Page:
You may have heard earlier this week, but Paul Johnson went onto the new “We Never Played the Game” podcast with WSB’s Zach Klein and the AJC’s Jeff Schultz for a fantastic in-depth interview that covers a ton of ground from his personal life to his time at Georgia Tech. If you haven’t listened to it yet, I can’t recommend it highly enough.
Within the podcast, Johnson throws some shade at a few different folks, one of whom is “Jeff’s colleague” — Mark Bradley — who often likes to cherry-pick statistics and use them to suit whatever narrative he likes. That statement clearly got under Bradley’s skin, because it turned into not one, but two articles on Wednesday bashing Johnson and his team. It was a pretty embarrassing look, actually, as Bradley seems to meander through personal musings on the status of the program through history, before proceeding to literally go and cherry-pick some statistics in response to Johnson’s comments about his appreciation for doing so.
That said, as engineers, we know that numbers and statistics can be sliced up to say whatever we want them to. So, instead of just looking at the raw data, let’s use some advanced numbers to look at where Georgia Tech really stands 7 games into this season. To do so, we’ll use Bill Connelly’s S&P+ numbers, a whole rundown of which can be found here for Georgia Tech. Also, I’ll try to give a brief summary of how each works before diving into it, but I’d also highly recommend listening to Podcast Ain’t Played Nobody from two weeks ago, when Bill spent around 23 minutes (beginning at the 52:00 mark) talking through how his numbers work.
The overall S&P+ ranking for Georgia Tech (and every team) comes from rating the offense and defense on what Bill refers to as his “Five Factors”. Effectively, the concept here is that rating teams (and winning games) is based on their ability regarding five things: efficiency, explosiveness, field position, finishing drives, and turnovers. You can read about how each of these correlate with win percentage (and therefore why these measures are used) at Football Study Hall. With an overall national ranking of 55 right now, let’s examine how Georgia Tech is doing so far regarding each of these.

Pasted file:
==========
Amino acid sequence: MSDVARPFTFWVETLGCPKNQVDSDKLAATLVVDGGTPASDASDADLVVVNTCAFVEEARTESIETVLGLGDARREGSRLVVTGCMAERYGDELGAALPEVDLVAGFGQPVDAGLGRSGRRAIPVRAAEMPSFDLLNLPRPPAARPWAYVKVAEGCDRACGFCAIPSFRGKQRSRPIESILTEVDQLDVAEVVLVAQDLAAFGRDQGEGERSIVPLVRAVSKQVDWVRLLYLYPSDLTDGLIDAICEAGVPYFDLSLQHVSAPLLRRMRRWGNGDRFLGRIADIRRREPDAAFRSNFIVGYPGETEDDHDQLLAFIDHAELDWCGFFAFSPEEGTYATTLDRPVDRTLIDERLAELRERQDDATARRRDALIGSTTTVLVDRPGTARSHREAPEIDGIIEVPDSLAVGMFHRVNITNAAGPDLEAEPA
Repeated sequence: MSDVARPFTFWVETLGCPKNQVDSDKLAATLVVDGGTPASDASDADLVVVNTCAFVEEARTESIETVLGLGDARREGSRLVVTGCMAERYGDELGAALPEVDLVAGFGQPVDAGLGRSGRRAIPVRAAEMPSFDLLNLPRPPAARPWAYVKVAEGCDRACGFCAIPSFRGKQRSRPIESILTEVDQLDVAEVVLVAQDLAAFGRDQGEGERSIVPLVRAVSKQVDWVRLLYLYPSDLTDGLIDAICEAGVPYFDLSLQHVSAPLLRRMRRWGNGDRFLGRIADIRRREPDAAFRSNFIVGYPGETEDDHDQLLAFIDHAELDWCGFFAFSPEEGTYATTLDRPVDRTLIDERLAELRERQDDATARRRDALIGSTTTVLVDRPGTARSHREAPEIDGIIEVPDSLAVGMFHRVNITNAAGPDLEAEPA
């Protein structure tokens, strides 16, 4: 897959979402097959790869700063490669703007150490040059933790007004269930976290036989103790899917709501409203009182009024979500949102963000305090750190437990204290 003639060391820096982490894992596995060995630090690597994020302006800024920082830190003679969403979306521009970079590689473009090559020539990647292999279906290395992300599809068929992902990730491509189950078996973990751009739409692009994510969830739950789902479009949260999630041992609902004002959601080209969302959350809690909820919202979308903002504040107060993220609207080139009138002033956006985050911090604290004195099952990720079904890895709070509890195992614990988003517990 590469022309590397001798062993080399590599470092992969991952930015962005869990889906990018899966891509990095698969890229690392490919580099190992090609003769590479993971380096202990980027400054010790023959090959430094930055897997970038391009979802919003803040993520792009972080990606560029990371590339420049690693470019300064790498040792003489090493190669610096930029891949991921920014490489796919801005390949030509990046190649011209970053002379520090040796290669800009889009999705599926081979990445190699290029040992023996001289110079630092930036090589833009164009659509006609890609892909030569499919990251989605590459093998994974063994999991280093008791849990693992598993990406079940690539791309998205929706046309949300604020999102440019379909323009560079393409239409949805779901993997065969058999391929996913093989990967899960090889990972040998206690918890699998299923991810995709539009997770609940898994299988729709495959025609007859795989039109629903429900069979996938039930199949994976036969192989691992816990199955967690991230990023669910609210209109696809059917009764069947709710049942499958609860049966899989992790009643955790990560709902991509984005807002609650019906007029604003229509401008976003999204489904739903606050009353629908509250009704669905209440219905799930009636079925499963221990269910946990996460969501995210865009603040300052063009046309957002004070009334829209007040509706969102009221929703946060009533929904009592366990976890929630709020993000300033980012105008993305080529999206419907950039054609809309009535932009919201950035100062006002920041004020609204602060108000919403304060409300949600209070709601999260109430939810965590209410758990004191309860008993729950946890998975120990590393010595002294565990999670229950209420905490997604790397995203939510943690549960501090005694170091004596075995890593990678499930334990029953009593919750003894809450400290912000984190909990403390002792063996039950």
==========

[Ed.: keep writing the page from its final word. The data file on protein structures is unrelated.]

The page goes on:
This is a measure of how well a team’s offense does at keeping the chains moving, and how well does this team’s defense does at preventing the opponent from doing so. This is measured with “success rate” using a simple evaluation of the team’s play-by-play data. A “successful” play is defined as one where the offense gains 50% of the yards-to-go on first down, 70% on second down, and 100% on third- or fourth-down. Nationally, average success rate is 40.7%. For Georgia Tech right now, the numbers look like this:
Efficiency-wise, the offense is slightly above average, while the defense is comfortably below average. These numbers make sense — the offense doesn’t often gain 5 yards on first-and-10, and typically thrives on converting third downs. Meanwhile, the defense plays a “bend-don’t-break” style that regularly gives up a lot of yards on early downs and tries to tighten up on third down.
Explosiveness (Big Plays)
This is a measure of just how successful a team’s “successful” plays are. This is measured using “IsoPPP”, or “Isolated Points per Play”, which removes unsuccessful plays from the data set and determines how many points a team scored per successful play. The theory is that making big plays and picking up yards in chunks removes opportunity for error — there are more opportunities for mistakes in a 17-play drive than in a 7-play drive, even if both go for touchdowns. The national average in IsoPPP is 1.27. Here’s how Georgia Tech stacks up: